To Our Stakeholders:

Achieving PG&E's vision to become the leading utility in the United States hinges on many factors. But at or near the top of the list will always be our ability to set an example in all facets of corporate responsibility.


Peter A. Darbee

Our performance on corporate responsibility tells stakeholders as much as any balance sheet or income statement about the state of the company and its long-term prospects. Maybe more.

Simply put: Corporate responsibility is an essential barometer of the current and future overall health of our company.

If we are not exacting on safety or environmental compliance or corporate governance, chances are we are not applying the rigor and discipline it takes to perform with excellence in other business operations. If we are failing to discern the right trends when it comes to clean energy or shifts in workforce demographics, we are probably missing other critical strategic issues as well. If we are disengaged from our employees or local communities, it calls into question the quality of our relationships with other key stakeholders.

On the other hand, doing these things well is one of the strongest signs that we are running the business in a way that preserves and builds value on a sustainable basis.

Our report this year again shares some of the many different ways we are planning and acting, nationally and locally, to fulfill our responsibilities to stakeholders and help take care of the world around us.

This starts with our 15 million customers, 20,000 employees, investors, regulators, partners and communities within California. It ultimately extends to everyone who shares PG&E's interest in ensuring a clean, cost-effective and secure energy future for our local, state and national economies.

This challenge has faced us throughout our more than 100-year history. But at no time has it ever been more complex—or more important to defining our success in the eyes of customers and other stakeholders.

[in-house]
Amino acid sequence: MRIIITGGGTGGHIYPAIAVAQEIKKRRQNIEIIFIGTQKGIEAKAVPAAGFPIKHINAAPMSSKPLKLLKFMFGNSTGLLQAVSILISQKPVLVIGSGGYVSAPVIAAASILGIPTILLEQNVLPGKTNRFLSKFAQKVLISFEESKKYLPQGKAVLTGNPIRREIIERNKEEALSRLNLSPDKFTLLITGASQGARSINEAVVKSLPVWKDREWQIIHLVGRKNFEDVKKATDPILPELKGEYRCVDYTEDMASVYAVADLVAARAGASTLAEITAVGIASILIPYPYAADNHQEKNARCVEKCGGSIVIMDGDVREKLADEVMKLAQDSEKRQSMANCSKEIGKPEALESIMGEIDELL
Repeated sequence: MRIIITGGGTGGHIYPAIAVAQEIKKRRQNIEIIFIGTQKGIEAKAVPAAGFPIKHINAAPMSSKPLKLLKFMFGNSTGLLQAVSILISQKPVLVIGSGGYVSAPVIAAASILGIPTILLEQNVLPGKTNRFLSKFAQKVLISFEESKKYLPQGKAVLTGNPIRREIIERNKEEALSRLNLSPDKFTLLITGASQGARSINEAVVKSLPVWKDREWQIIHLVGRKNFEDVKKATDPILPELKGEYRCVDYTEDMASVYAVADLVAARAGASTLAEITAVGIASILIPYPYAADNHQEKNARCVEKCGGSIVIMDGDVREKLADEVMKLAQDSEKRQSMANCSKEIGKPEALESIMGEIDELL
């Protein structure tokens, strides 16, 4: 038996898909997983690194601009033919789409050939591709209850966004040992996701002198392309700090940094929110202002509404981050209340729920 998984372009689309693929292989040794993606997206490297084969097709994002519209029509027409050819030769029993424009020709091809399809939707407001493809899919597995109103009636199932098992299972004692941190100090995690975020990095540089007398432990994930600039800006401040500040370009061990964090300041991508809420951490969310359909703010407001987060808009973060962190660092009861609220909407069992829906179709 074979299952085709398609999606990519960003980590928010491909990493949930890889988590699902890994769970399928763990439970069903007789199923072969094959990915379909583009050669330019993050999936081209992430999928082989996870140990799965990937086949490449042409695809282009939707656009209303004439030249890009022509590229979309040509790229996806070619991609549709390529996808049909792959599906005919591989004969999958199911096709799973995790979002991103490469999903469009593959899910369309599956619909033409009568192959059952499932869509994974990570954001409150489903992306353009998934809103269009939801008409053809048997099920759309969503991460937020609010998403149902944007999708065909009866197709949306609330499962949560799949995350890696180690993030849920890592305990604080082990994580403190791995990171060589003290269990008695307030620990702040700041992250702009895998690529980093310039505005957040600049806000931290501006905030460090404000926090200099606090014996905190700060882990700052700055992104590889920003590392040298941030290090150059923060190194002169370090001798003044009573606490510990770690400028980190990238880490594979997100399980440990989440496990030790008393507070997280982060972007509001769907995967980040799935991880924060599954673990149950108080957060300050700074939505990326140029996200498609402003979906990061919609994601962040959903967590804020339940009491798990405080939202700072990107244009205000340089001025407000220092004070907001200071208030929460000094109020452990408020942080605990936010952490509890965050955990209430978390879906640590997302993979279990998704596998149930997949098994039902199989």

As aggressively as we are working to find responsible solutions and create value amid today's many competing business pressures, we will never succeed alone. That's why we strive to cultivate and sustain effective working relationships with a broad universe of partners who are as committed as we are to making a difference.

For example, in the fight to address global warming, we are joining with other leading companies and national environmental organizations to drive action by the federal government.

Last year, as a founding member of the United States Climate Action Partnership, we continued to work closely with policymakers to advocate mandatory, market-based programs to reduce the nation's greenhouse gas emissions. We also continued to work with Ceres, the Clean Energy Group, and 3C, an international business group focused on climate issues.

In the effort to reduce our own environmental footprint, we continue to be a leader in clean energy. On average, more than 50 percent of the electricity we deliver to customers today comes from sources that emit no greenhouse gases. Though we are already significantly cleaner than the average U.S. utility, we are working to make future supplies even cleaner. Last year we signed contracts to add more than 1,000 megawatts of renewable energy to our portfolio, including some of the country's largest solar energy projects.

We've also continued to show leadership in energy efficiency programs. Since the 1970s, we've helped customers save about $22 billion and kept approximately 135 million tons of carbon dioxide out of our skies. Last year we extended this track record by working to meet aggressive new targets for electricity and natural gas savings.

We continue to see opportunities to have an even greater impact in the future by working more closely with technology developers, driving higher efficiency standards, and enrolling customers in the ClimateSmart™ program—an innovative, voluntary option to balance out the carbon footprint from their energy use.